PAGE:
Der Nervenarzt

, Volume 78, Issue 1, pp 21–30

Schlafstörungen bei Depression

Behandlungsmöglichkeiten
Übersichten

Zusammenfassung

Schlafstörungen sind eines der häufigsten Symptome während einer Depression. Sie stellen Risikofaktor, Prädiktor und Symptom depressiver Episoden dar. Die erfolgreiche Therapie von Schlafstörungen bei schwer kranken depressiven Patienten ist häufig ein eigenständiges Problem. Daten systematischer Studien, klare Leitlinien und Therapieempfehlungen existieren bisher nicht, der Einsatz von Schlafmitteln wird durch die klinische Erfahrung und willkürliche Behandlungsgewohnheiten bestimmt. Der Artikel setzt sich mit den Schwierigkeiten einer sinnvollen Therapie von Dyssomnien bei depressiven Patienten auseinander. Vorrangig bei der Therapie sollte neben der medikamentösen Behandlung die Beachtung schlafhygienischer Grundsätze sein. Pharmakologisch ist der Einsatz sedierender Antidepressiva, die kurzfristige Kombination mit einem Benzo- bzw. Nonbenzodiazepin bzw. die langfristige Kombination mit einem niederpotenten Neuroleptikum sinnvoll. Kombiniert werden kann darüber hinaus mit einem atypisch sedierenden Neuroleptikum oder niedrig dosierten trizyklischen Antidepressivum. Primär serotonerg oder noradrenerg wirkende Substanzen haben bez. der Schlafstörungen eher ungünstige REM-Schlaf-unterdrückende Eigenschaften. GABAerge, antihistaminerge und anticholinerge Wirkungsweisen gelten dagegen als schlaffördernd. Halbwertszeit, pharmakodynamische und pharmakokinetische Wirkungen und Wechselwirkungen sowie der Einfluss auf Reaktionsfähigkeit und subjektives Befinden müssen ebenfalls bei der Wahl eines Schlafmittels beachtet werden.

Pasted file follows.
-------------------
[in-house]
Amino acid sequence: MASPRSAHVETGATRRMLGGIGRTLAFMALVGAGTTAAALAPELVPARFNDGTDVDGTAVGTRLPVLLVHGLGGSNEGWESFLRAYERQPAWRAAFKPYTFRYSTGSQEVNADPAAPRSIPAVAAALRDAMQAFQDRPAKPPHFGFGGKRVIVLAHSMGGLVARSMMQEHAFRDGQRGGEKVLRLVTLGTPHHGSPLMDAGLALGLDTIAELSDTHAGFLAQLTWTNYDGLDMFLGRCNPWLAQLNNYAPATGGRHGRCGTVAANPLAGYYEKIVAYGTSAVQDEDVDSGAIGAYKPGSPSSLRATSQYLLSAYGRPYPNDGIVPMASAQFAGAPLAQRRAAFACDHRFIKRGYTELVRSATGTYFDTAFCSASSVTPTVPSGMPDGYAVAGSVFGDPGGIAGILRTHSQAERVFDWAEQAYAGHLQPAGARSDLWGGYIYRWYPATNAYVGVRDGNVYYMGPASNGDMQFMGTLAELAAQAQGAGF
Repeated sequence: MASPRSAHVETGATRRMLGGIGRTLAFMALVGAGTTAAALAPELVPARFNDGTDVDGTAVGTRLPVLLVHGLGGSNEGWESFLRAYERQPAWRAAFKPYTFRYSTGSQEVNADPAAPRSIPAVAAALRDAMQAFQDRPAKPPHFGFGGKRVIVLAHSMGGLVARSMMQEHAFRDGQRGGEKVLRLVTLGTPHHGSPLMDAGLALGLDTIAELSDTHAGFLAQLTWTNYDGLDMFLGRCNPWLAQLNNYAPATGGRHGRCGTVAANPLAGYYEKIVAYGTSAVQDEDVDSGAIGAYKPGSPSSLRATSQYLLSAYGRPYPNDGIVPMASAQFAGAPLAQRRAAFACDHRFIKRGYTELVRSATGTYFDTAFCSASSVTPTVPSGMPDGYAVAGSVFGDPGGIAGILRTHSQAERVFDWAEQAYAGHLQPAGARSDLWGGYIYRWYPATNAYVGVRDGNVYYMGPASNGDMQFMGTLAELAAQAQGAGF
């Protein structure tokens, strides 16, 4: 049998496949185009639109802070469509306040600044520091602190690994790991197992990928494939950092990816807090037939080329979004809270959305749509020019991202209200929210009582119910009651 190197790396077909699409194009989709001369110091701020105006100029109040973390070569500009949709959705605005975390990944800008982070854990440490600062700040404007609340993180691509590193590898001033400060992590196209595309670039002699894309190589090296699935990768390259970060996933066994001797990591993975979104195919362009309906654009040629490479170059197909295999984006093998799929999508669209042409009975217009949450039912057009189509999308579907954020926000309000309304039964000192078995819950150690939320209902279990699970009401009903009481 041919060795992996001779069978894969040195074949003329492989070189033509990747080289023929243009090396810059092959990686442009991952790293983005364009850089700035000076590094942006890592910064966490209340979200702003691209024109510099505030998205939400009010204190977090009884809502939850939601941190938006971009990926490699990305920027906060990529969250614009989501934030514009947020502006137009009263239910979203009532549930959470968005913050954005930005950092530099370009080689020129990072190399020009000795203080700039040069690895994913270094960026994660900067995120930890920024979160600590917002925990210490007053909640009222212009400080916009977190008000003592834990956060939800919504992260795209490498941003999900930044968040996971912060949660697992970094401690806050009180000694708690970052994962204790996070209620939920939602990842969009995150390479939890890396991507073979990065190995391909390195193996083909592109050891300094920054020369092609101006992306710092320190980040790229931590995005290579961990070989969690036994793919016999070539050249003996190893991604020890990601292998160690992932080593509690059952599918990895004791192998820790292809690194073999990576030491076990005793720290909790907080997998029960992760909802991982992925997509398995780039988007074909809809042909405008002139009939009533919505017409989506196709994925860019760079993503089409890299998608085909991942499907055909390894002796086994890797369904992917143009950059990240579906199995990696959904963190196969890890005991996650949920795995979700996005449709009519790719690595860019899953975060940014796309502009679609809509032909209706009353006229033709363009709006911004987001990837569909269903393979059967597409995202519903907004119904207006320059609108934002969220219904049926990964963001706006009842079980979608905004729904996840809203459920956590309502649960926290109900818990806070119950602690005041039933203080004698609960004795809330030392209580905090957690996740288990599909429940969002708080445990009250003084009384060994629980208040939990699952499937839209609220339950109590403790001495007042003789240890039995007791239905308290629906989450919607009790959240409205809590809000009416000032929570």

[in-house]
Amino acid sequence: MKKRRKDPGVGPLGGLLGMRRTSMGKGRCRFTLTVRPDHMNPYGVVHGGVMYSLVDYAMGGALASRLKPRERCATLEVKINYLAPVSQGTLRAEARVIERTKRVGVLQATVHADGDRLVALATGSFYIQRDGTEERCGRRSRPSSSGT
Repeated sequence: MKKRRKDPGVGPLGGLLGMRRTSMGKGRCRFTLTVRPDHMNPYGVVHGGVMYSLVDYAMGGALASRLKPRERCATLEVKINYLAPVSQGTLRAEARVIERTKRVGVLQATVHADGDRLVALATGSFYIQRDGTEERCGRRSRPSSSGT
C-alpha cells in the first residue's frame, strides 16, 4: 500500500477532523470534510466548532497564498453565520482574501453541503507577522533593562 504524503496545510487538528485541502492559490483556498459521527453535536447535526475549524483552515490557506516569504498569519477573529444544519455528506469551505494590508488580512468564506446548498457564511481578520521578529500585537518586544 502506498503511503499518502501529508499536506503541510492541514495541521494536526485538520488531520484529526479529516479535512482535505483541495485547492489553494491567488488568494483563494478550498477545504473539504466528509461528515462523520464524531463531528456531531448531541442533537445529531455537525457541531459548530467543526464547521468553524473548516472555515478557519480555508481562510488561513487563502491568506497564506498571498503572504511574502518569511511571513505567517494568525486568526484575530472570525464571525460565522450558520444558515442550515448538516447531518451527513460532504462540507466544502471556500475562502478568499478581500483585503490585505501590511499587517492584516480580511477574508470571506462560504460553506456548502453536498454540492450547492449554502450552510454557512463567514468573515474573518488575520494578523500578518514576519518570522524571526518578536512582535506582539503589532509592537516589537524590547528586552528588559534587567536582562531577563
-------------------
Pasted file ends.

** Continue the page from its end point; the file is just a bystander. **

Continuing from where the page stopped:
Schlüsselwörter

Schlafstörungen Depression Antidepressiva Benzodiazepine Nonbenzodiazepine Neuroleptika 

Sleep disorders in depression

Suggestions for a therapeutic approach

Summary

Sleep disorder is one of the major symptoms in depression. It can be a risk factor, predictor, or symptom of depressive episodes. Successful therapy of sleep disorder in severely depressed patients can be a problem of its own. So far, there are few data from systematic studies. Definite treatment recommendations and strategies do not exist. The use of sleeping aids is mainly based on clinical experience and arbitrary treatment preferences. This article tries to summarize the difficulties of a rational therapeutic approach to dyssomnia in depressive patients. In addition to medical treatment, the basics of sleep hygiene should be considered. From a pharmacological point of view, sedating antidepressants, short-term add-on benzodiazepines or nonbenzodiazepines, and long-term add-on low potency neuroleptics are considered appropriate treatments. The combination with atypical sedating antipsychotics or low-dose tricyclic antidepressants may be helpful. Drugs which primarily work through serotonin and noradrenalin have negative effects on sleeping disorders since they suppress REM sleep. In contrast to that, GABAergic, antihistaminic, and anticholinergic effects are beneficial for inducing and maintaining sleep. Half-time, pharmacodynamic and pharmacokinetic effects and interactions, and influence of the drugs on reaction time and personal well-being have to be considered.

Keywords

Dyssomnia Depressive disorder Antidepressant Benzodiazepines Nonbenzodiazepines Neuroleptics 

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Copyright information

© Springer Medizin Verlag 2006

Authors and Affiliations

  1. 1.Nervenärztliche PraxisMünchen
  2. 2.Fachbereich NordBezirkskrankenhaus HaarHaar

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